by Shira Lynn
It’s spring in my suburban food forest yard! I want to be outside all of the time, but there’s actually very little that needs doing.
One of my guiding principles is, “No poison. No product. No pollution.” This is the aspiration that nothing I do in my yard should negatively affect life elsewhere. Thus, I seek to harbor life, to create no waste, and to work with the labor of my own hands rather than by means of machinery. My yard design enables me to honor these commitments. Here’s an offering of what I am up to to welcome in the season:
But first, let’s be clear about what I’m not doing. I call it, “Lending a hand by doing less.”
I’m not removing leaves. This degrades the soil, destroys food and habitat resources, creates terrible noise trespass, and is unnecessary except perhaps for high priority already-minimized lawns.
I’m not “treating” the lawn. This is poison even if it’s organic. It impoverishes soil communities.
I don’t cut back dead stalks until the new green appears. They provide winter beauty, insect overwintering sites, soil protection, and food for birds.
I don’t clear ground unless I am preparing directly for a planting.
I am not even thinking about mowing for another month and not until the ground is firm and there is truly significant growth. Then I use a reel mower, manual hedge trimmers, and a sickle and do so only occasionally during the course of a season.
The only place I generally “weed” is in the annual vegetable boxes. I invite a combination of natural and planted understory to fill in under naturally-shaped shrubs. I also allow spreading plantings to fill in everywhere I don’t need to walk.
So what am I doing?
Has the spring bird song begun? Have the turkey vultures returned? Are the sparrows and chickadees finding places to make their nests with plenty of organic yard detritus to do it with? What am I offering them from the last growing season that they need for this moment?
What insects are flying? Where have they overwintered and where will they be wanting to raise their young? What am I offering them from the last growing season that they need for this moment? How do I stay out of their way so they can find what they need now?
What’s starting to grow?
I see spring ephemerals in the understory pushing up through the leaves. Crocuses dot the ground. The rhubarb is beginning to reach up with red fists as well as the crowns of the horseradish (whose early leaves I will eat).
What can I eat?
Self-seeded mache carpets a raised bed along with various yummy sorrels and garlic shoots. The brassicas are leafing out from the overwintered stalks that I did not pull. I may decide to leave some of these biennials to grow for seed saving. I should start looking for dandelion greens and chickweed.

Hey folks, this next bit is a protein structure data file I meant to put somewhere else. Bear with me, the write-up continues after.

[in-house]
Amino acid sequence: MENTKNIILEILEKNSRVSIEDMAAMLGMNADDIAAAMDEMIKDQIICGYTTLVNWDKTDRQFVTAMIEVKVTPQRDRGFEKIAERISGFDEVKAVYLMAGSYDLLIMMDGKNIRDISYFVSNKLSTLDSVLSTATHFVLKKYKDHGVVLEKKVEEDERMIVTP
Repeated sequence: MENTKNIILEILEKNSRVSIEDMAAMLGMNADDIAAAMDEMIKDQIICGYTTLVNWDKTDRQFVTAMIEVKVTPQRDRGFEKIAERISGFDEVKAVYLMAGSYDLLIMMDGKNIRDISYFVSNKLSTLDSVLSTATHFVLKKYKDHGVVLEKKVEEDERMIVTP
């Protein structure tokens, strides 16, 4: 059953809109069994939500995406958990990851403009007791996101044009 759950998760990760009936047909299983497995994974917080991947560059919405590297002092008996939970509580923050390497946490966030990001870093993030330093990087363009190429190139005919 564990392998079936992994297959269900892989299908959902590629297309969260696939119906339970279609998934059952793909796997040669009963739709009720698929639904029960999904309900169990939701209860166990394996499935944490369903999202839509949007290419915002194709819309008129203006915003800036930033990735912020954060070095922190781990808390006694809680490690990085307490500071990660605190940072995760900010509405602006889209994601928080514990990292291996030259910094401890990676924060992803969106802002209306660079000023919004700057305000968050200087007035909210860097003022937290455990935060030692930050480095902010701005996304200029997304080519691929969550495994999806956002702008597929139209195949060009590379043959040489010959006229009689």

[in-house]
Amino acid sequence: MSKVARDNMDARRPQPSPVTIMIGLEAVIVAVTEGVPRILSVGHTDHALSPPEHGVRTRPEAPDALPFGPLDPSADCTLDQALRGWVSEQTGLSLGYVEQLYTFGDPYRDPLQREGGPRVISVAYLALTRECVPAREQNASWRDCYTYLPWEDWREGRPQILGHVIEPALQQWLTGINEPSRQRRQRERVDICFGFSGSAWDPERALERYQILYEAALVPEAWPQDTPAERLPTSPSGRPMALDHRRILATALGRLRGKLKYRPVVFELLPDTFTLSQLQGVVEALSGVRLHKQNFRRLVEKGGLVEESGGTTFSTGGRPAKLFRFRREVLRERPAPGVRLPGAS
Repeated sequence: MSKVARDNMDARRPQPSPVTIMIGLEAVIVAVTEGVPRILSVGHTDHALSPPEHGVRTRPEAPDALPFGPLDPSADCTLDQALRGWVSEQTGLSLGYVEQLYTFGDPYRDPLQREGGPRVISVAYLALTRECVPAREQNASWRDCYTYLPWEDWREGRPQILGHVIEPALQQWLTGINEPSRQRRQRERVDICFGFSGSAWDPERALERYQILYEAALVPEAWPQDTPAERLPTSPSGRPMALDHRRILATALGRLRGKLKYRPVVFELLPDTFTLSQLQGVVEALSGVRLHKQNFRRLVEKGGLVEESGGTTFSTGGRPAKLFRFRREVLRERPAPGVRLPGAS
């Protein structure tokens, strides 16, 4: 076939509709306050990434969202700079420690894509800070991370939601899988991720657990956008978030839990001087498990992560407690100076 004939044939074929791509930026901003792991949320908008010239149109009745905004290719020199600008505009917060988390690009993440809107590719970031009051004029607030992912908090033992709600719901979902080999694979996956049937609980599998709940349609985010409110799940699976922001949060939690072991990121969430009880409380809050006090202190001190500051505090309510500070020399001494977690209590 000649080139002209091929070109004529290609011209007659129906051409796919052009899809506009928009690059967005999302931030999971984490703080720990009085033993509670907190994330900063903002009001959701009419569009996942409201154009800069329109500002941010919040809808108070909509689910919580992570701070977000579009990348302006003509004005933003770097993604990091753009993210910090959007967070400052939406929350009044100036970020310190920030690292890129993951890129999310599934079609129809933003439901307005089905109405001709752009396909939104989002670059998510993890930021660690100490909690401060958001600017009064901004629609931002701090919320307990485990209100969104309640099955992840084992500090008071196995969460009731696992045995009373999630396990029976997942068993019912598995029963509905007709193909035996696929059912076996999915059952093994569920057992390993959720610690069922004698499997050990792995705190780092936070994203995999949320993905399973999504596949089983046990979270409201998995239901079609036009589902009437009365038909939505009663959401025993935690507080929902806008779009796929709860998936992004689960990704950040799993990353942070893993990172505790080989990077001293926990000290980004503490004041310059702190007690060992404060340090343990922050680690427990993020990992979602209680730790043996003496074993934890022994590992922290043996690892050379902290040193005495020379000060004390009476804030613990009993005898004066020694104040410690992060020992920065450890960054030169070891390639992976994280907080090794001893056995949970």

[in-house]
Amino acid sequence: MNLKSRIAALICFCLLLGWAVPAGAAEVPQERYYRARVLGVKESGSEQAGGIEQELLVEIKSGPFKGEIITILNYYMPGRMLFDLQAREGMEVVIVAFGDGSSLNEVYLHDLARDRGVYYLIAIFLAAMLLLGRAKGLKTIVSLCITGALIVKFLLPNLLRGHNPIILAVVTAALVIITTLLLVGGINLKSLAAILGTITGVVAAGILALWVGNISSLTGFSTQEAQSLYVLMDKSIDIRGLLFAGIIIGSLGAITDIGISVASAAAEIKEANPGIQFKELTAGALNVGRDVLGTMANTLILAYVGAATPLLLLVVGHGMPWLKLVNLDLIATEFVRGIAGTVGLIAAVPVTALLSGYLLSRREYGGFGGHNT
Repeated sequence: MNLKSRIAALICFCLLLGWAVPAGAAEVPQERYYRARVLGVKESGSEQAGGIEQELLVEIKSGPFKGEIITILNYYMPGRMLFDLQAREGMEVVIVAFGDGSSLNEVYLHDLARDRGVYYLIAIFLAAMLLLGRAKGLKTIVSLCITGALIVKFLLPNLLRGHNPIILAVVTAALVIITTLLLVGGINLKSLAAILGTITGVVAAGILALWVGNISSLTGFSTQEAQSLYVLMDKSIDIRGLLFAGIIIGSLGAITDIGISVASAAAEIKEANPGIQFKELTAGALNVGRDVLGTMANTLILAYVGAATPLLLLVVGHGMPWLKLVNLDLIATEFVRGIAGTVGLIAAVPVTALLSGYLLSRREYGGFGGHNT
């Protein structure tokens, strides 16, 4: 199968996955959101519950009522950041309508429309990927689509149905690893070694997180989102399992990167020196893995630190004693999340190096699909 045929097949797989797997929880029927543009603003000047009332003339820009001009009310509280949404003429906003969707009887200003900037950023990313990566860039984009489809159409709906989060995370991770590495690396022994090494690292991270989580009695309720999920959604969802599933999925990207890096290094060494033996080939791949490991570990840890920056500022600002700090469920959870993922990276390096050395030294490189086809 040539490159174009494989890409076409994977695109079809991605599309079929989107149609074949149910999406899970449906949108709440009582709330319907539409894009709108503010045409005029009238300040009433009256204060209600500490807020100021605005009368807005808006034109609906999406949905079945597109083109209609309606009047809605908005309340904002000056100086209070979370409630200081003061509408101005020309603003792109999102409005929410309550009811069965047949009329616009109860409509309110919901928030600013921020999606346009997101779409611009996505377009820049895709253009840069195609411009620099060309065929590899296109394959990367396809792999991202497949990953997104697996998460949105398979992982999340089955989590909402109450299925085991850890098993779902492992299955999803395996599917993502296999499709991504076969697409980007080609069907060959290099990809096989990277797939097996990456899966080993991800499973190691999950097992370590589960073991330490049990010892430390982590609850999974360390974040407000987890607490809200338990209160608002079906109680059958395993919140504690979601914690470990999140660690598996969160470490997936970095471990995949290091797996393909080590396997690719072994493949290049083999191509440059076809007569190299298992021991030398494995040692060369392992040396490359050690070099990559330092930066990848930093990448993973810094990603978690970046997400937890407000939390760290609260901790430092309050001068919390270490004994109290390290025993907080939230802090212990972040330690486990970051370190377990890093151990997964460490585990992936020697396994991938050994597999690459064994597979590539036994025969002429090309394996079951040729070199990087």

What can other creatures eat?
The hazelnut catkins began unfurling first and are starting to make yellow pollen along with the pussy willows and the spring witch hazels which have already been flowering for quite some time. The birds are poking around in the fallen leaves while others bore into standing tree snags for goodies. In the evenings and early mornings, we spot our first skunk, then raccoons, groundhogs, chipmunks and bunnies.
Cutting back the dead.
We had a heavy late snow that broke many branches, so I am cutting out the dead and adding them to the brush pile which I may make into a hugelkultur mound eventually. What’s important to me is to keep all nutrient resources cycling on site where they can decompose while offering shelter. I cut back the dry raspberry canes and pile them where nesting insects can still hatch out or make new nests uninterrupted.
I can also prune crossed branches and watersprouts on fruiting trees and shrubs. This will help with air circulation for fruit health. Spring pruning tends to stimulate growth while dormant pruning does not. I make sure that I do not interfere with fall setting buds that will open in spring. I do not touch spring flowering plants until after they have bloomed if at all.
While there were still some snowflakes drifting down, I could have planted new bare root trees and shrubs and grafted scions onto existing ones. I did pot up runners from the cornelian cherry and the carolina allspice shrubs to give to friends. I may dig up and divide some of the herbaceous plants such as bee balm to share too.
While I plant many annual seeds directly into the ground (such as snap peas, squash, pole beans, corn and cucumbers), my sweeties does start plants (such as peppers, tomatoes and eggplant) for us inside under lights on heat pads.
Playing around with the compost piles.
Since I never have enough to do in the yard, I play around a lot with my compost piles. I love helping to make soil! I’m emptying out the bins to top off the annual garden boxes and to top dress fruiting plantings such as the currants and haskaps. This also allows me to evict rodents that may be enjoying the cozy warmth of the bins and also to pick out plastic stickers that may have come in with food scrap donations.
I’m setting up my rain barrels and banging leaning fence posts back in.
Maybe I’ll invite friends over for a rotating work party to put down wood chips around plantings (but never right against the bark!) and as pathways. Chips come for free from a local tree company that would otherwise have to pay to dump them.
I’ll pick up neighborhood litter and then hang out in the yard in the sunshine with a chicken on my lap.